June 11, 2018 | How can I make a mark at the historic park where I am stationed with a science background? Each national park is unique and has specific requirements, but I am pleased to share how I have been able to implement a science-based program at a predominantly historic site. Sagamore Hill National Historic Site, the home of our 26th president Theodore Roosevelt, sustains very successful historic programs, events, and materials. Consequently, their volunteer program has also proven to be extremely effective. However, only two passionate volunteers are specifically involved with the natural science portion of the park. During my interview for the position as Community Volunteer Ambassador, my supervisor enthusiastically encouraged me to promote science here and has since given me the tools to bring science to this small historic park. As a result, I am now working alongside volunteers on a few different natural science programs for the summer, but I will narrow in on my personal favorite: TR’s Laboratory Explorers.
Sagamore Hill has a digital handheld microscope with a USB port that they have never found a reason to utilize. The item on the microscope slide displays on either a computer, television, or projector screen. TR’s Laboratory Explorers will take place once a month this summer and provide a means for implementing this tool as well as the three other microscopes we have on site. The program will target children between the ages of 7-12 and kick off with a brief presentation on how to collect samples while leaving “no trace” on the environment. They will also learn about the local flora, fauna, and bacteria that they can expect to find at the park and what they look like under the microscope. Then they split into groups of 10 with a guide and a sample collecting kit to explore all throughout the park, from the top of the hill to down by the beach. The guides are science majors from local universities seeking to bolster their resumes by volunteering. The children will congregate back together at a designated time and listen to another brief presentation on the proper use of a microscope before given permission to mount their own discoveries and display them on the projector screen for everyone to admire and analyze. Owl pellet dissection would be an easy addition to this program as well since the children are likely to find them during their exploration.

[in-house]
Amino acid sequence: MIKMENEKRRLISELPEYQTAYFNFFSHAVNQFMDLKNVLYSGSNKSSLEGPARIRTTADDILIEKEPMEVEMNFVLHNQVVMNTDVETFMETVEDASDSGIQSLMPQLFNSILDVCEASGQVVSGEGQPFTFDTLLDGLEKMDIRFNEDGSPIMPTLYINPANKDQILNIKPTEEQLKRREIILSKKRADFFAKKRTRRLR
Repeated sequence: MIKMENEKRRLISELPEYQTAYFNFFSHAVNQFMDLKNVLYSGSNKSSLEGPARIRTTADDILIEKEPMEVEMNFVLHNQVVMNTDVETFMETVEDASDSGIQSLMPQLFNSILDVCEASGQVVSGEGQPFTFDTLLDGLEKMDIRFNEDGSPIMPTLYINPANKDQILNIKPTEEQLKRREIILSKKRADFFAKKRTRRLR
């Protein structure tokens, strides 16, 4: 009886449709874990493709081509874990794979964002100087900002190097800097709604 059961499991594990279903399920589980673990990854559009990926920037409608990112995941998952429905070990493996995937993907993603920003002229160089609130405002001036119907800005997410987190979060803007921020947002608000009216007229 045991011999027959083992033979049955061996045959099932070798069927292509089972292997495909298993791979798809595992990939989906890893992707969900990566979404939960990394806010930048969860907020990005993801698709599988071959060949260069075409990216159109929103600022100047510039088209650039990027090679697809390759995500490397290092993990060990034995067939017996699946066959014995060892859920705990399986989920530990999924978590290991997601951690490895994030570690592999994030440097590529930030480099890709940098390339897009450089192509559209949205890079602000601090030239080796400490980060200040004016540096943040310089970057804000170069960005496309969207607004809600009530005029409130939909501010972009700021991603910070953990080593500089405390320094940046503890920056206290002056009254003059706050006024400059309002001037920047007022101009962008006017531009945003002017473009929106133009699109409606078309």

In case you did not catch it, TR stands for Theodore Roosevelt which is the overarching theme that runs through the veins of every program designed at Sagamore Hill. If you make a program it must tie back to Roosevelt. Fortunately for me, simply to walk through his home is to step into his deep adoration for the natural world. Roosevelt pursued Natural Science at Harvard University believing that he could continue to study science in the familiar manner that involved action and outdoor exploration. Disillusionment settled on him throughout his time in college as he recognized the shift from outdoor science to what he perceived as confining laboratory science. After graduation, he let go of his dream of being a scientist and the rest is in the history books. However, as is evident in his home, his private life, his presidency, and his post-executive expeditions, Roosevelt always nurtured his intense interest in natural science. TR’s Laboratory Explorers combines his appreciation for scientific outings with the importance of studying in a laboratory. My best advice to fellow scientists who pursue science programs at a historic park is to follow suit in connecting the mission of the park to their specific ideas for their program.
Written by Betsy Isley, 2018 CVA Member at Sagamore Hill National Historic Site